As technology and automation bring new levels of choice, customers have the power to shape and define the business strategies of their suppliers.
Given this business model challenge, it also poses significant questions for tax. The changing nature of the customer is sharpening the focus on the correct mechanism for taxing value. This means further revisions to international tax principles—including digital taxation, increasing risk of permanent establishment challenge, and a shift in where taxable profits are expected to accrue under transfer pricing rules.
With the OECD’s base erosion and profit shifting (BEPS) initiative, there has already been increased scrutiny by tax authorities on taxing businesses according to where key decisions are made and value is created—rather than where legal ownership of assets resides or the contractual allocation of risk.
In this age of the customer, there is a potential shift from a tax perspective in the relative value contributions of certain business functions (such as R&D, supply chain and marketing). Tax authorities are already beginning to ask more detailed questions about how and where value is created in customer-centric organisations. In particular, there has been an increase in challenges around local marketing intangibles; the role of in-market teams in developing, not just executing, commercial strategy; and arguments that position customer relationships as more valuable than other intangible assets, such as technology or brand. As companies look to take costs out of the business and push decision making further down the organisation, this is also placing greater pressure on more traditional distribution models which have been characterised as limited risk for transfer pricing purposes.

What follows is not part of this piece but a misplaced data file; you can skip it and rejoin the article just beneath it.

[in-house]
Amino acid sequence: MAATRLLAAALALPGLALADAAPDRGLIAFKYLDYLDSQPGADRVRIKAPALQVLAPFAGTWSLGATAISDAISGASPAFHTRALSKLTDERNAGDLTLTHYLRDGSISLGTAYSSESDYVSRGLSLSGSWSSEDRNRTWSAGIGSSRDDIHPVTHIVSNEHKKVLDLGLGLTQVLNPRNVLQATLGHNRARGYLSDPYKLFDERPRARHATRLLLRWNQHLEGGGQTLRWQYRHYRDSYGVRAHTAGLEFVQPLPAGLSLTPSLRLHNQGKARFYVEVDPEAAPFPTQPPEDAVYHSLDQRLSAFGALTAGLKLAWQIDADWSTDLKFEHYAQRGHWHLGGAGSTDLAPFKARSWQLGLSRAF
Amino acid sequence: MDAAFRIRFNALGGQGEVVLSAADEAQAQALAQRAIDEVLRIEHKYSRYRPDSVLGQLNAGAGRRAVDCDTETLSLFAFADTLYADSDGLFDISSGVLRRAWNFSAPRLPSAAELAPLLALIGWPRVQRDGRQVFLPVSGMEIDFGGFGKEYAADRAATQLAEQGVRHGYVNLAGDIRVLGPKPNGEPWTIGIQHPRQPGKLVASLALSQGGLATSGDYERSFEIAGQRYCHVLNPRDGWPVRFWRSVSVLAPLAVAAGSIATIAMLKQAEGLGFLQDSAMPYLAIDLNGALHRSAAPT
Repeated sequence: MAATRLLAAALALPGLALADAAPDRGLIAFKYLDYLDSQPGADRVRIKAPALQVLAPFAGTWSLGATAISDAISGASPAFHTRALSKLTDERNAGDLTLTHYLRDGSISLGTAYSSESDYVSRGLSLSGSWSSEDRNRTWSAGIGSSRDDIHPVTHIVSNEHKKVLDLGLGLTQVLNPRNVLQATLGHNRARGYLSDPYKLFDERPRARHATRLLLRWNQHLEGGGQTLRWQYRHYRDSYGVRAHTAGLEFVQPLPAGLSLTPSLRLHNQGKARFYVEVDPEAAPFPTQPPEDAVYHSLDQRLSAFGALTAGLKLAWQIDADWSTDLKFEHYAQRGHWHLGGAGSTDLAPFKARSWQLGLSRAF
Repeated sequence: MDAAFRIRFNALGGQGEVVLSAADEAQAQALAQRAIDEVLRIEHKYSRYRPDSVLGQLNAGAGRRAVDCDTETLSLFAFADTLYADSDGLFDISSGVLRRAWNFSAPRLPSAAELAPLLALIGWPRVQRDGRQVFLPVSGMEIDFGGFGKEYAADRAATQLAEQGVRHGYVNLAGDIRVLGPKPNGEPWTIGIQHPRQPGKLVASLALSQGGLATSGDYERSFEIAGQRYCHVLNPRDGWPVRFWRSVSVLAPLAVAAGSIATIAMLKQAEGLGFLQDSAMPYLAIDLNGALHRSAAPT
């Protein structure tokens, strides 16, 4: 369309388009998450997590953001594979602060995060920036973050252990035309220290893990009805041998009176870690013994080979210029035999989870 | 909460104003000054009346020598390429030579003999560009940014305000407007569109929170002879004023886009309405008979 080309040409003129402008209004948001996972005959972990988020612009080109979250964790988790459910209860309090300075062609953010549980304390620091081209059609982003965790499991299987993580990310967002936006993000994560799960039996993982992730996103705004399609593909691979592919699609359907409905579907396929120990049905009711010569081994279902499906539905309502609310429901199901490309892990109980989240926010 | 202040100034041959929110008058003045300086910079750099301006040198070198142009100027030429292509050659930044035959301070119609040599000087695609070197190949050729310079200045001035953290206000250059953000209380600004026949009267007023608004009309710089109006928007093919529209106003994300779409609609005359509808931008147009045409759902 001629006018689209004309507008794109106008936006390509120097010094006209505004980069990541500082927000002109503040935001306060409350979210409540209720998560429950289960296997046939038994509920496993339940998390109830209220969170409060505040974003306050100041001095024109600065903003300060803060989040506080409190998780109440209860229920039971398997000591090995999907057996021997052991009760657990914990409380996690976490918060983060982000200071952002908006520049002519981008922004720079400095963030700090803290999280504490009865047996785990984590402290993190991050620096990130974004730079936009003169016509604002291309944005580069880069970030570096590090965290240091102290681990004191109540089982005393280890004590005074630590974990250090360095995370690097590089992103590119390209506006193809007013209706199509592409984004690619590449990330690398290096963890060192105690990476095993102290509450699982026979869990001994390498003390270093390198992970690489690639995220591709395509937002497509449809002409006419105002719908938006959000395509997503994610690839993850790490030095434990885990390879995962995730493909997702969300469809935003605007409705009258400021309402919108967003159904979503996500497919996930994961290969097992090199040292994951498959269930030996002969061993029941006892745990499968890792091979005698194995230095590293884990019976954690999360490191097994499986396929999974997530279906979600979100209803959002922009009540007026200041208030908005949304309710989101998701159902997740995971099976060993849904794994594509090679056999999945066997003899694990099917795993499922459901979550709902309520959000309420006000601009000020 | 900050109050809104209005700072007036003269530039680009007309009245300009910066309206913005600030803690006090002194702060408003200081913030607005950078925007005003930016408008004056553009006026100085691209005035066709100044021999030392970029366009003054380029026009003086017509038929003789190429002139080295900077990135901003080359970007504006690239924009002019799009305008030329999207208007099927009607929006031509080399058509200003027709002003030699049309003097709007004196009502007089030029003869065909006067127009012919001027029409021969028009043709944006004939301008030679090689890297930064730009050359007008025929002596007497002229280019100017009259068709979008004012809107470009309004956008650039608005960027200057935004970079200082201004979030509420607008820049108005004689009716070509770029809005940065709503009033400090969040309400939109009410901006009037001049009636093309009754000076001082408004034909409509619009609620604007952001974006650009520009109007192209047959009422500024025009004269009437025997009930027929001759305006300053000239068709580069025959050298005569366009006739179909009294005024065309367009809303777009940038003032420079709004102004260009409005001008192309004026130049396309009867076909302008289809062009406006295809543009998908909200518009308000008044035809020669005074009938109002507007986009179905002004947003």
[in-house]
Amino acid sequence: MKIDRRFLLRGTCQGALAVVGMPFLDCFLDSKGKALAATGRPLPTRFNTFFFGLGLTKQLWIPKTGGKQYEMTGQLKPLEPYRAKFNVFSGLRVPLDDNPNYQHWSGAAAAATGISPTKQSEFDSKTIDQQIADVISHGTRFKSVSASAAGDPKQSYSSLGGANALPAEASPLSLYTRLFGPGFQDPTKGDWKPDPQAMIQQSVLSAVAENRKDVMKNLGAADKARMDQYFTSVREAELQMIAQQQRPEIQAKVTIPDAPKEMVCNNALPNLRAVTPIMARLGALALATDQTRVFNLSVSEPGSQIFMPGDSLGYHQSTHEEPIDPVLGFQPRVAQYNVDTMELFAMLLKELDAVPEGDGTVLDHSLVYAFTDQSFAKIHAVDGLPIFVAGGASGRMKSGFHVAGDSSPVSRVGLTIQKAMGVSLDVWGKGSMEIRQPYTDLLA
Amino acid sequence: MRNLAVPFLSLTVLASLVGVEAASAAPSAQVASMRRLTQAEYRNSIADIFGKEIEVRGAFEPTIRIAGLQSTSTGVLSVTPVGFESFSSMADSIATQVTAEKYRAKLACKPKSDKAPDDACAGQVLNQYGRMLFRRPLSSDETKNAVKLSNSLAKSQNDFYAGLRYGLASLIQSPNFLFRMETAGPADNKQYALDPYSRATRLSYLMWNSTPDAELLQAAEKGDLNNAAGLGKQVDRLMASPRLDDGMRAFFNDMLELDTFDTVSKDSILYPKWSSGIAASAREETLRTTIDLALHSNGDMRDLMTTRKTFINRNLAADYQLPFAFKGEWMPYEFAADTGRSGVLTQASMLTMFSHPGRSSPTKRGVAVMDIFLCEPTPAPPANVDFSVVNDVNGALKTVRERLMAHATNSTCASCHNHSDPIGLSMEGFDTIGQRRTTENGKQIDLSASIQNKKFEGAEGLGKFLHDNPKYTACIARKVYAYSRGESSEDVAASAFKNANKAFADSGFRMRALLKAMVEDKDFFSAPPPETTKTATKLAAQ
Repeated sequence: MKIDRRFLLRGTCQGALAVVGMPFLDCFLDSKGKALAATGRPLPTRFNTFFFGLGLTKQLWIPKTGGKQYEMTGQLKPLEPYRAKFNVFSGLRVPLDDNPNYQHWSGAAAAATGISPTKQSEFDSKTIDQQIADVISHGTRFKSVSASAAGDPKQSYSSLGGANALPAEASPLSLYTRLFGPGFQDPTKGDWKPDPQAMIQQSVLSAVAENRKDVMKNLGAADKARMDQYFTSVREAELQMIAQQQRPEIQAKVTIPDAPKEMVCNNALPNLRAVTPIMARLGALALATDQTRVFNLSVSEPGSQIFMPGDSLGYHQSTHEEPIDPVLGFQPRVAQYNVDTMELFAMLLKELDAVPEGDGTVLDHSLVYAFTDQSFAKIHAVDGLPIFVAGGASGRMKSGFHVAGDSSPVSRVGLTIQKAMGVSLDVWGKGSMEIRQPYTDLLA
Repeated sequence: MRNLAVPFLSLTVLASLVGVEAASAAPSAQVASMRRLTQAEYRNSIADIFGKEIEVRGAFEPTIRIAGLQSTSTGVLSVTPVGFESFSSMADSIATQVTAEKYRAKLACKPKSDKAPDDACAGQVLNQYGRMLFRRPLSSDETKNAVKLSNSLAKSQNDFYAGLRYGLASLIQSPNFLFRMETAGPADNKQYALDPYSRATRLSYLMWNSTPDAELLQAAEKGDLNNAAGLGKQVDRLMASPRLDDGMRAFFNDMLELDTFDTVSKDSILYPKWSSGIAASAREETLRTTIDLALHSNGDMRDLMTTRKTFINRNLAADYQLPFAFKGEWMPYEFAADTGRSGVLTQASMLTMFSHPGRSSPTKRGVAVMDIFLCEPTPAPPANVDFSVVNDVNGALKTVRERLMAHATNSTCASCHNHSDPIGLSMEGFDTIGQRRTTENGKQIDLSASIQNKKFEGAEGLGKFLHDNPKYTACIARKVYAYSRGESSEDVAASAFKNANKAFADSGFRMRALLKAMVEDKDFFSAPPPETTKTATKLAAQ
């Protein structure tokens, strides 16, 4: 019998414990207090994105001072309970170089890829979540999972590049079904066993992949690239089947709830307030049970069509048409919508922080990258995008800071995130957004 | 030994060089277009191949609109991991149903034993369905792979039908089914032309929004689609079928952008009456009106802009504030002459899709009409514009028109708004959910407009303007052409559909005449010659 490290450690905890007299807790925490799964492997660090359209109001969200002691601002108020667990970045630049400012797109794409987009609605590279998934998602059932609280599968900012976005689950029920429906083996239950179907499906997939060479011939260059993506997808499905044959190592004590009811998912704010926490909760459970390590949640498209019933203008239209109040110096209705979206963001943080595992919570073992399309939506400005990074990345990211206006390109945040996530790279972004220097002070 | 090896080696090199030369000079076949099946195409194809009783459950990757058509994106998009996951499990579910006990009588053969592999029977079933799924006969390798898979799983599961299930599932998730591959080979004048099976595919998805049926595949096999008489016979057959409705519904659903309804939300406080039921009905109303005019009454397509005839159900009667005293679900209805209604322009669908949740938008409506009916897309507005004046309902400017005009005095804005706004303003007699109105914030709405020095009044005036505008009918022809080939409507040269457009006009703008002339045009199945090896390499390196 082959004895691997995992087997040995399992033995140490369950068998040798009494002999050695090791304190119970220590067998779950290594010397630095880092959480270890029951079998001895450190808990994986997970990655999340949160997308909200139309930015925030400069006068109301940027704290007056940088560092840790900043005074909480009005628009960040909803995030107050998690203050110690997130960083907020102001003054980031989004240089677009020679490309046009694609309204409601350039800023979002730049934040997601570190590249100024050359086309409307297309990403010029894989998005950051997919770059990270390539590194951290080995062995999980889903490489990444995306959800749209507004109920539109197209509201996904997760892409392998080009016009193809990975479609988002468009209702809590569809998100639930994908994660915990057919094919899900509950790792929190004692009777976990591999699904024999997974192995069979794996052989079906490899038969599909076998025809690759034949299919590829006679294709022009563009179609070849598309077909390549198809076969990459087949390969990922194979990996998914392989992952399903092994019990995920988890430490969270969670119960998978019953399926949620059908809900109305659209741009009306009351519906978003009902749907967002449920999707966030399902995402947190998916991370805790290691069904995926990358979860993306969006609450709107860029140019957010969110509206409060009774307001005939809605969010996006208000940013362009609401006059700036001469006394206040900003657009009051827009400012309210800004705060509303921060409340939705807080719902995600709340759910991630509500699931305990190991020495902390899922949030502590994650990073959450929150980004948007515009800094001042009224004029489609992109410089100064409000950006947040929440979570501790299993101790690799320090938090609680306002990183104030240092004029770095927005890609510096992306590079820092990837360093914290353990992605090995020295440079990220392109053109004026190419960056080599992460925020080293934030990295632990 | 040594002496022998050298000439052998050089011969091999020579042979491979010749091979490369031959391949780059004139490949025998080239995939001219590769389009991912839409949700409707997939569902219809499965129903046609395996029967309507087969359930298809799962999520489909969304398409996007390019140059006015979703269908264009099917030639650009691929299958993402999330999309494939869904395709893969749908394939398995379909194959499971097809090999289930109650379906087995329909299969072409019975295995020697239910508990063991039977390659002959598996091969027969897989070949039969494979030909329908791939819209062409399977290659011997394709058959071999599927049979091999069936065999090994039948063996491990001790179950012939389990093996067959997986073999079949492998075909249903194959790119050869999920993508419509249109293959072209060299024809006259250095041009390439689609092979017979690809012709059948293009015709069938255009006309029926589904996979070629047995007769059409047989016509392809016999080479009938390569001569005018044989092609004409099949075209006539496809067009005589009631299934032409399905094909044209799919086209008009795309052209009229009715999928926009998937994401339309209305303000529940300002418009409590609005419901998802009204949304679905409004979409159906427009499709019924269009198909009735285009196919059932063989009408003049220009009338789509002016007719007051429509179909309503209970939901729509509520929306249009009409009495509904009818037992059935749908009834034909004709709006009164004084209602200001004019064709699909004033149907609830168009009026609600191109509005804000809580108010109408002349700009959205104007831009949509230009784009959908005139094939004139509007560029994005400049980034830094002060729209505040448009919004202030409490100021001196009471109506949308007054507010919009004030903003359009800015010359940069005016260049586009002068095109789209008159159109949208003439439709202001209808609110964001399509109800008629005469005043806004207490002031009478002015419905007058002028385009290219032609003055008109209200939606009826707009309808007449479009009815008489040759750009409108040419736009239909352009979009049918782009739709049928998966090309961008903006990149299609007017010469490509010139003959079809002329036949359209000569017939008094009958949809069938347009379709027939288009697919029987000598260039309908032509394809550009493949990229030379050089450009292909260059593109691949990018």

While many businesses are still grappling with the demands of BEPS, the tax agenda continues to develop with the digital taxation proposals being discussed at the OECD, as well as at the European Commission and unilaterally.
Since the publication of the OECD consultation paper in January 2019, concerns have been raised about how far the proposals go and how they would likely affect all taxpayers, not least given the evolution of business models and blurring of traditional sector lines.
All of this means that businesses must be able to evidence and defend where and how value is created in their organisations—in particular, the value derived from winning with customers in a customer-centric business.
Read a June 2019 report prepared by the KPMG member firm in the UK
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